Warning statements for paracetamol and ibuprofen
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A number of studies have discussed the occurrence of hepatic toxicity associated with high doses of paracetamol, with many suggesting that the underlying cause is due to self-dosing with paracetamol beyond the toxic threshold (Roumie & Griffin, 2004; Graudins & Gazarian, 2006; Wilson et al, 2010; King et al, 2011; Bond et al, 2012). In 2008, it was reported that paracetamol was the single most commonly taken drug in overdose that lead to hospital presentation and admission in Australia (Daly et al, 2008).
In some cases overdosing is intentional, resulting from suicide attempts, but for approximately 2/3 of cases (King et al, 2011), overdose and subsequent liver damage occurs for various reasons including:
- A perception of safety due to the OTC status of the medicine being taken
- Lack of awareness of the potential for liver damage
- Long-term supratherapeutic dosing, including from administration of paracetamol in a combination of products (headache tablets, osteoarthritis tablets, cold and flu medicines)
- Due to perceived safety of the medication, continual increase in the dose of paracetamol taken until pain is relieved. This is of particular concern when it has been reported that 50% of patients achieve good to excellent headache relief at 650 mg, 65% at 975 mg and 75% at 1300 mg (the recommended dose is 1-2 500 mg tablets, with a maximum daily dose of 8 tablets (4000 mg)) (Bond et al, 2012).
It was commonly acknowledged that there is a need to educate the public on the dangers of OTC analgesics, in particular those containing paracetamol (Roumie & Griffin, 2004; Bond et al, 2012; Wilson et al, 2012). It was suggested by Roumie and Griffin (2004) that this may be achieved by appropriate counselling from healthcare professionals as well as labelling appropriate for the minimal literacy levels of the community. Suggestions for alternative methods to display information to improve understanding and awareness included larger print, clearer identification of the active ingredient, simpler instructions and graphical displays of risk (Roumie & Griffin, 2004). It has also been suggested that with the high prevalence of over-the-counter use of paracetamol, a consumer-centred approach to developing icons and messages to promote awareness and safe use of paracetamol could benefit consumers. Additionally, partnerships among health services researchers, industry and government should be formed to identify optimal ways to improve product labelling and educate the public on the meaning of icons and the importance of safe use of these medicines (King et al 2011).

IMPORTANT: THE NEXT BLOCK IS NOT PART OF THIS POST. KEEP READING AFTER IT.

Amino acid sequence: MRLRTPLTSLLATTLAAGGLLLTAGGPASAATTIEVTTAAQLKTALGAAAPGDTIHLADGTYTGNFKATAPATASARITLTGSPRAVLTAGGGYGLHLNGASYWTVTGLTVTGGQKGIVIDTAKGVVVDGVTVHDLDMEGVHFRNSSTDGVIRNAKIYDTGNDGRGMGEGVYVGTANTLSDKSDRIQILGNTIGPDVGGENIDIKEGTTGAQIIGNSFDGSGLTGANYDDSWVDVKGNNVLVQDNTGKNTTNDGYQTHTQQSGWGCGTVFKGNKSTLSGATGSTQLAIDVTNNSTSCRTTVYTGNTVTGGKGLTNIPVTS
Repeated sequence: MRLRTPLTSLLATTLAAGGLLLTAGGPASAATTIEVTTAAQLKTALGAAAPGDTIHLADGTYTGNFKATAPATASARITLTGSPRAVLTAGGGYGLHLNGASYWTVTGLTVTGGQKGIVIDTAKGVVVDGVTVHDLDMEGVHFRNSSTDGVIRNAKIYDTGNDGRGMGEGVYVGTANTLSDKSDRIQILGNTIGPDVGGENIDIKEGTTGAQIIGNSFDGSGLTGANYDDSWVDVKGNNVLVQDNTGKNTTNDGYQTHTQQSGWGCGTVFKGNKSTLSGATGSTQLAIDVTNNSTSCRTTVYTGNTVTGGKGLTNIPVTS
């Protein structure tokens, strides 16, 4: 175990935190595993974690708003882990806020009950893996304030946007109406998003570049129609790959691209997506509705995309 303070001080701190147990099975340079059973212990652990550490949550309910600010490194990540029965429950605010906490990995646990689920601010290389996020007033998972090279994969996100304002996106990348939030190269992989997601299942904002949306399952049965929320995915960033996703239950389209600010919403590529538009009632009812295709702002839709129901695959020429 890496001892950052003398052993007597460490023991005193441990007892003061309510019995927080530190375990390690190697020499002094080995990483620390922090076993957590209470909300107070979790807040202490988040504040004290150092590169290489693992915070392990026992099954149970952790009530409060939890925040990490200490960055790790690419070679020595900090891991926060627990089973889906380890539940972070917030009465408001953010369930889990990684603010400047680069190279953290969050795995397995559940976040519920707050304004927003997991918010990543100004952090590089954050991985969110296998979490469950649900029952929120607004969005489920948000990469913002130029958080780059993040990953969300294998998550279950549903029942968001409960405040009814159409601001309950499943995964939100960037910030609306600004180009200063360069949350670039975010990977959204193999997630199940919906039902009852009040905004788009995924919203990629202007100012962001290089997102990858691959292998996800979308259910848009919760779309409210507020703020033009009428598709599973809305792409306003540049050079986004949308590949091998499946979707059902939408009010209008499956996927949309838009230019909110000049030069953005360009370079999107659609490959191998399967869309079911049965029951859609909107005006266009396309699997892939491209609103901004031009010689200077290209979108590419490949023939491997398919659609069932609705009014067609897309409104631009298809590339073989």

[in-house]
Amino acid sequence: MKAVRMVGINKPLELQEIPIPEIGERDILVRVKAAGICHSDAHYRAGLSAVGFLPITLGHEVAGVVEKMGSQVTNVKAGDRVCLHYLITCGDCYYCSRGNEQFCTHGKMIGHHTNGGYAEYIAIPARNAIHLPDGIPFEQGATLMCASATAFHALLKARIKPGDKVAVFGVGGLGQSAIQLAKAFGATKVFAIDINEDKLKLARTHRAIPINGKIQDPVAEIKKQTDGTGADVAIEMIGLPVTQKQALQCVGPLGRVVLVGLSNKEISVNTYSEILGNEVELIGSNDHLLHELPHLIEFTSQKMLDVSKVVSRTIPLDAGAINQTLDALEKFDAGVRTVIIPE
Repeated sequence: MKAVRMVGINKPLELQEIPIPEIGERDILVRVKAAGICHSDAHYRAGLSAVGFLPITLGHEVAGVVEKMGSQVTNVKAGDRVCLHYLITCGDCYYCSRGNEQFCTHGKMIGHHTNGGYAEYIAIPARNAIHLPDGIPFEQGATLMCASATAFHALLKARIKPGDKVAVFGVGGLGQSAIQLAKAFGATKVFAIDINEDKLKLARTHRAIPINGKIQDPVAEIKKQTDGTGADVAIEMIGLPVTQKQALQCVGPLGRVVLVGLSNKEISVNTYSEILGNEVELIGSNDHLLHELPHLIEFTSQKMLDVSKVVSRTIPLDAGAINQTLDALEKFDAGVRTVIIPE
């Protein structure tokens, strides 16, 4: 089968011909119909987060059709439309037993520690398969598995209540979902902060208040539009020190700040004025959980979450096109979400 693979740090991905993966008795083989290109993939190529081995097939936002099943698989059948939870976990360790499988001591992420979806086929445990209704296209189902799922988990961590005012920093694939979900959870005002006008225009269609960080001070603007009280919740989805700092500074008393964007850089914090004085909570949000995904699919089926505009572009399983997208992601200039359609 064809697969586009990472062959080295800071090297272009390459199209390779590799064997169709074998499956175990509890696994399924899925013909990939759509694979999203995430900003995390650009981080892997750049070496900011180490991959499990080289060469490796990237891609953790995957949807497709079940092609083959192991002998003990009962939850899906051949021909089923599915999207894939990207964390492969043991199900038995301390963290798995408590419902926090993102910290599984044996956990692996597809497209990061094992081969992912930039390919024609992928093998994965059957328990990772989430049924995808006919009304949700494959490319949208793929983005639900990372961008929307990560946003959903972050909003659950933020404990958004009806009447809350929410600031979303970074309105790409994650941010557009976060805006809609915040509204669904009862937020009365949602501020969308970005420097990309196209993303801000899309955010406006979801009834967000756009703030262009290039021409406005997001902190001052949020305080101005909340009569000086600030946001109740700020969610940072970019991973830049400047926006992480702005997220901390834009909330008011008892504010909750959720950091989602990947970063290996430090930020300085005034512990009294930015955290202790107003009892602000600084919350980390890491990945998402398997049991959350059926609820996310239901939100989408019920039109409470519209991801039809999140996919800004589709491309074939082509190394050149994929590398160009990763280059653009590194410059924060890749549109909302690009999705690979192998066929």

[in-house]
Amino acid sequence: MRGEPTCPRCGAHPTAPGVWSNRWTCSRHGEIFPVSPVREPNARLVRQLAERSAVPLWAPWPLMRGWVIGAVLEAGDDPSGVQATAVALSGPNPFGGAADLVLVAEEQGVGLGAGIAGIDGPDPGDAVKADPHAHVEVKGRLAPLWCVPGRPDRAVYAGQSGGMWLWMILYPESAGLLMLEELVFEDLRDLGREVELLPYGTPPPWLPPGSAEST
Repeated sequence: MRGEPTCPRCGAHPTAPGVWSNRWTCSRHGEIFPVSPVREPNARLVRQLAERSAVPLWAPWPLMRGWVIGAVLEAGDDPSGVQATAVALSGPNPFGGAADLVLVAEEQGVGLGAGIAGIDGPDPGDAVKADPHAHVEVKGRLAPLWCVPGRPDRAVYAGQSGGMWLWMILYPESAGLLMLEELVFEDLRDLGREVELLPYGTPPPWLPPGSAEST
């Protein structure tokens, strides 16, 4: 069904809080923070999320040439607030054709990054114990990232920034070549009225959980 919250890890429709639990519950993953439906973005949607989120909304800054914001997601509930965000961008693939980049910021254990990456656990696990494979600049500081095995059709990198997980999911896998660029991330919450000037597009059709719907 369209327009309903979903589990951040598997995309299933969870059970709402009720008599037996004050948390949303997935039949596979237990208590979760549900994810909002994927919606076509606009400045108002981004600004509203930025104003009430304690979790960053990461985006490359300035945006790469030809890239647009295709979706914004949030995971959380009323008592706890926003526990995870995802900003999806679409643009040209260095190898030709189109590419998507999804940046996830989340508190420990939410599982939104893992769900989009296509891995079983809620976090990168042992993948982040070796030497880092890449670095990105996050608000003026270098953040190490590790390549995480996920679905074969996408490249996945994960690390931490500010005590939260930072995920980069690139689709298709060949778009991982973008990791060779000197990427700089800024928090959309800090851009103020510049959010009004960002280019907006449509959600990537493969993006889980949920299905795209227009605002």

In a study examining OTC analgesic use and comprehension in older adults, Roumie and Griffin (2004) found that more than 60% of people could not identify the active ingredient of their pain reliever. Similar observations were made in a study of adolescents, which as well highlighting the lack of understanding regarding OTC analgesics, also discussed the risk of failing to associate an active ingredient with a brand name and the subsequent potential for unintentional overuse (Wilson et al, 2010). In a study by King et al (2011) which endeavoured to develop a consumer-focused label for paracetamol, it was suggested that the cause of unintentional overdoses was likely the result of poor understanding of medicine labelling or failure to recognise the consequences of exceeding the maximum daily dose. The study highlighted poor recognition of products containing paracetamol, recognition of brand name rather than active ingredient and the implications of that when there are a considerable number of products containing paracetamol available (King et al, 2011).
The Acute Liver Failure Study Group compiled data (1998-2005) on more than 500 paracetamol-related acute liver failure cases showing that the number had increased considerably since 1998. Half the cases were due to self-harm and half were unintentional. The data showed that most unintentional overdose patients repeatedly exceed the package labelling limits of 4 grams and that this group frequently (62%) used opiate-paracetamol combinations. In addition, 38% had taken more than one paracetamol- containing agent simultaneously. Improving education and labelling might help decrease use of multiple preparations and perhaps make individuals more mindful that paracetamol can cause serious liver damage (Lee 2007).